4 Best Axolotl Tank Mates And Some Species To Avoid

You have some axolotls in your tank, and it’s time to introduce some buddies to your pets. Yet, what are good tankmates for axolotl?

Axolotls are not friendly mates. Yet, some ideas may work for them. Let’s scroll through this guide until the final line and discover the best axolotl tank mates!

Best Axolotl Tank Mates

It’s better to leave axolotls alone. They don’t even get sad because they are not community species.

If you want to raise different creatures in the same tank, consider carefully whether they can get along well.

Some people claim that axolotls can live with the species listed below. You can try to see if they work with your tank.

Small shrimp

Amano and ghost shrimp are great additions to any fish tank. Those feeders are excellent at clearing leftover food and searching the substrate for meals.

The bodies of ghost shrimp are almost transparent. Therefore, they can conceal themselves in the tank, particularly if the tank has live plants.

Axolotls can find them if they want to because of their strong sense of smell.

Amano shrimp are tiny and have no risk of impaction, making them harmless food for your axis. Some owners even give their axolotls Amano shrimp as a treat sometimes.

Guppy

Guppies are usually smaller and lack hard exoskeletons. They may get along with axolotls as long as the axis doesn’t have culinary interest in these tiny fish.

Can axolotls eat guppies? Unfortunately, yes. The guppies are small enough to pass through the gastrointestinal tract of adult axolotls.

However, guppies can reproduce quickly and in great numbers. As a result, we do not advise keeping them in the same aquarium.

Although it may seem like they’d be a fantastic food supply for axolotls, their dense population will stress the axolotls out.

Be careful with the guppy population

Mini snails

Axolotl adults can safely consume cold water snails like ramshorn, apple, and bladder snails.

However, it’s essential to consider that their exoskeleton could shatter and harm your axolotl’s intestinal lining.

Since snails are bottom feeders, they can help the aquarium environment by removing food scraps and maintaining the substrate clean.

However, it’s preferable if you continue with your aquarium maintenance duties and don’t just rely on these bottom feeders to collect food scraps.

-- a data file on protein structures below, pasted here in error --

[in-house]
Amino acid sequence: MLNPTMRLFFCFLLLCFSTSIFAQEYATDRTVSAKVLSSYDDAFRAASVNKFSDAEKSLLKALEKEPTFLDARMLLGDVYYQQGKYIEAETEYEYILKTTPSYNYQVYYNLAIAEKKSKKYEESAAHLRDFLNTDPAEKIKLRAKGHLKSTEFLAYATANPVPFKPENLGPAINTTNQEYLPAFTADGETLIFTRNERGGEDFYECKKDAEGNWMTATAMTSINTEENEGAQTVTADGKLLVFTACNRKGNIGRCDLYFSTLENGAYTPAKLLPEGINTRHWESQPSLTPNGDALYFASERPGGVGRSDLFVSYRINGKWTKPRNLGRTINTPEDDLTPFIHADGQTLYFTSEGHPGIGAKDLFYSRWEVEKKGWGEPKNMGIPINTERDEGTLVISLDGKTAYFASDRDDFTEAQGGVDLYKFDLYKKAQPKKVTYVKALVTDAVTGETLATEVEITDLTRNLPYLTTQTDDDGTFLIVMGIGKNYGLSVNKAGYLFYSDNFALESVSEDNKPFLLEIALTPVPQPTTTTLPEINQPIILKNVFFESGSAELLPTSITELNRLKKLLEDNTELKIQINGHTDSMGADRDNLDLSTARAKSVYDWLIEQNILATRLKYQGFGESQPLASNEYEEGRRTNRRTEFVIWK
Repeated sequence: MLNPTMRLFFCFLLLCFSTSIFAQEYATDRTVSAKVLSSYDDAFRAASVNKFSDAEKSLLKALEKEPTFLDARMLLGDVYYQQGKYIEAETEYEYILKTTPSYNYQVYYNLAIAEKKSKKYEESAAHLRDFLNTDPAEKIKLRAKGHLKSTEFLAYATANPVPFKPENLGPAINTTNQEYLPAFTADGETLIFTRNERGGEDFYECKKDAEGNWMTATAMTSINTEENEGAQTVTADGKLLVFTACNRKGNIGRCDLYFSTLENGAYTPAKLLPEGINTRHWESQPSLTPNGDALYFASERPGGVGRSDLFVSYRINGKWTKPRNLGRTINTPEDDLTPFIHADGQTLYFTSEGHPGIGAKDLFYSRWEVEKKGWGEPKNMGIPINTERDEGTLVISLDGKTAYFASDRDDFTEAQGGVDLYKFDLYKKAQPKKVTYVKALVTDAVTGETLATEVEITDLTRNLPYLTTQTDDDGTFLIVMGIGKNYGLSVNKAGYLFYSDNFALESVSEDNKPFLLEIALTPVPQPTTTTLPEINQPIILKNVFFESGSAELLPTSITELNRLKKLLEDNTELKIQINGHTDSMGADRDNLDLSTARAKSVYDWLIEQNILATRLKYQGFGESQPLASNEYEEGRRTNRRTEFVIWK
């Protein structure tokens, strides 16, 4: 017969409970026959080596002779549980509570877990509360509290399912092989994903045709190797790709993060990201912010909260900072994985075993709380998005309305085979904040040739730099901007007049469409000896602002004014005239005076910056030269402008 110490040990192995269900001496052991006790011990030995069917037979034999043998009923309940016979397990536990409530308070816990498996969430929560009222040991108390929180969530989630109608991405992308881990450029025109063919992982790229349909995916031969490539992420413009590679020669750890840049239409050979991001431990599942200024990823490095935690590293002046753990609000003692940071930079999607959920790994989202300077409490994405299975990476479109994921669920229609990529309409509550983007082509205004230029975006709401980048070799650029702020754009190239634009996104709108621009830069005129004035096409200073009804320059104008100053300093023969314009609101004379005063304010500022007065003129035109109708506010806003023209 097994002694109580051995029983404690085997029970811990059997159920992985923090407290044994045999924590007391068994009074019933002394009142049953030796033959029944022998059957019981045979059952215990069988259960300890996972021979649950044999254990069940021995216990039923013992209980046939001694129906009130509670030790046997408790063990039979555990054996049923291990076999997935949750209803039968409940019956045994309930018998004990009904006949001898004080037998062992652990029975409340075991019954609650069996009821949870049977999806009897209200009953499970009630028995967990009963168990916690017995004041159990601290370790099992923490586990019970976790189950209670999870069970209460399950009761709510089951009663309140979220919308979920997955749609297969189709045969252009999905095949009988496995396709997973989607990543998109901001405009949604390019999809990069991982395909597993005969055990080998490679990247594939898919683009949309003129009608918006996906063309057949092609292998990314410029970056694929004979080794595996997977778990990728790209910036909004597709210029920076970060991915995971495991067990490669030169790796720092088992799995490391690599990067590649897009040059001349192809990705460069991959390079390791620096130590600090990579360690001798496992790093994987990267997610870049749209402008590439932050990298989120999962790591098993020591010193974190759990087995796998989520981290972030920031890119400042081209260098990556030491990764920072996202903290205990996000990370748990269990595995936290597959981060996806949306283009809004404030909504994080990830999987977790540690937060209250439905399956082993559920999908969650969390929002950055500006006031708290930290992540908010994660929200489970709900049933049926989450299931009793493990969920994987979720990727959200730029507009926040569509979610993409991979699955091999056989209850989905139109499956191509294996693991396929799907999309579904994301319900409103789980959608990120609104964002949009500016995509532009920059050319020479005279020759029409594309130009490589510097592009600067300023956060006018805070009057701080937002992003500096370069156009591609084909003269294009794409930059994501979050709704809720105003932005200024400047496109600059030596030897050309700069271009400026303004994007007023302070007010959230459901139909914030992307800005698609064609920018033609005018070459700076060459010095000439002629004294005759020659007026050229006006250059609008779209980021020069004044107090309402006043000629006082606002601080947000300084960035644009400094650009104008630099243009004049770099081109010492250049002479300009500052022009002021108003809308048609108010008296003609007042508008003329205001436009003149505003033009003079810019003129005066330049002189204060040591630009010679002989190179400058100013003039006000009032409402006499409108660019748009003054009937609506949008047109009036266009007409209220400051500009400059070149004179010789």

Minnows

Axolotls can have peaceful minnows in their tanks because they are cool-water species. These fish are axolotls and can also eat minnows safely since they lack shells and spines.

Your axolotls will indeed attack these fish, so you may want to think about raising them in separate aquariums. Luckily, minnows are fast and can escape from attacks.

Minnows are peaceful creatures

What Tank Mates To Avoid?

Above are the possible species to keep in the axolotl tank. Besides, you need to note some fish that can’t coexist with your axolotls.

Goldfish

Baby goldfish are small but can reach a maximum length of 12 inches. Then, an adult goldfish can be the same size as an adult axolotl.

When axolotls try to eat them, they may end in choking or impaction. Goldfish also nibble at the axolotls’ fins and grills, causing injuries and stress.

Additionally, because goldfish generate a lot of waste and axolotls have a high bio load, the water in the aquarium will suffer.

Cory catfish

Cory catfish are tiny. Fish owners might mistakenly think they make good axolotl tank mates because of their size. Sadly, cory catfish pose a severe risk to axolotls.

Cory catfish’s pectoral and dorsal fins have defensive spines that make them dangerous.

When an axolotl tries to consume a cory catfish, it may get puncture wounds that could become infected or eventually lead to death.

The defensive spines of cory catfish are dangerous

Otocinclus catfish

Otocinclus catfish are small fish and seem safe for axolotls. Yet, they pose the same threat to your fish as cory catfish. The defensive spines are a big headache.

Pleco

Can you put a pleco with an axolotl? The answer is no. For various reasons, pleco fish and axolotls are not the most compatible creatures to cohabit.

First, the size gap between the two species keeps you from raising them together. Pleco fish can grow to a size of about two feet, making them much bigger than axolotls.

Their water needs are also very different from one another. Although pleco fish prefer warm temperatures, axolotls usually live in cold waters.

Besides, they cannot coexist because of variances in their eating habits, personalities, and other traits.

Avoid pleco fish at all cost

Frequently Asked Questions

1. Can axolotls and fish live together?

Yes, but there are always threats in this habitat. You risk your axolotl being attacked by fin-nippers or having small fish killed.

When consuming prey that is too large for its gastrointestinal tract, your axolotl may suffer from impaction.

2. Can axolotls live with turtles?

No, because turtles have different caring requirements from your axolotls. The aggressiveness and unpredictability of turtles may hurt the axis.

3. Do axolotls live well with other axolotls?

Yes, but only when they are adults. Younger axolotls typically engage in cannibalism, which can cause limb loss and other issues.

Be ready to have 1500 babies because reproduction will occur if males and females live together.

Conclusion

Axolotls can hardly live with other fish. Your pets may suffer from impaction or injuries. Meanwhile, they will consume smaller species in your tank.

Your axolotls like to live alone. But if you want them to have mates, consider their compatibility carefully. Otherwise, all of your pets will suffer.

You can learn more tips for caring your pets right here:

https://www.youtube.com/watch?v=hZzSbCCC3KM

If you have any problems, do not hesitate to contact us. We will always be glad to help. Thank you for reading!